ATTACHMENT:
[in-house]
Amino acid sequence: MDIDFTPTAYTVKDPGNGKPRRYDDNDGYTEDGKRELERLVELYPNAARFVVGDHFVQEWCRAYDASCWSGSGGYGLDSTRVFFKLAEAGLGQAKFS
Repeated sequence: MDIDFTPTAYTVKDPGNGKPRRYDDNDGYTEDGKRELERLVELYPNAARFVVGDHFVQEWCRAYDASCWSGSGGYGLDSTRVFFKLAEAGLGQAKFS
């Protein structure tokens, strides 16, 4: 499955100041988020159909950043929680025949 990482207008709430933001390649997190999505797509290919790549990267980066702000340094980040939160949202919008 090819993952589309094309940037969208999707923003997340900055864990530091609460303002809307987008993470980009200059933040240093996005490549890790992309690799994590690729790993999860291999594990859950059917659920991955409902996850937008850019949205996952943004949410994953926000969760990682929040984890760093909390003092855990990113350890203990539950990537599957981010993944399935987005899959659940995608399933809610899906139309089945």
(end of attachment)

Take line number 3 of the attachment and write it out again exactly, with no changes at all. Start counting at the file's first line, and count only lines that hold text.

Repeated sequence: MDIDFTPTAYTVKDPGNGKPRRYDDNDGYTEDGKRELERLVELYPNAARFVVGDHFVQEWCRAYDASCWSGSGGYGLDSTRVFFKLAEAGLGQAKFS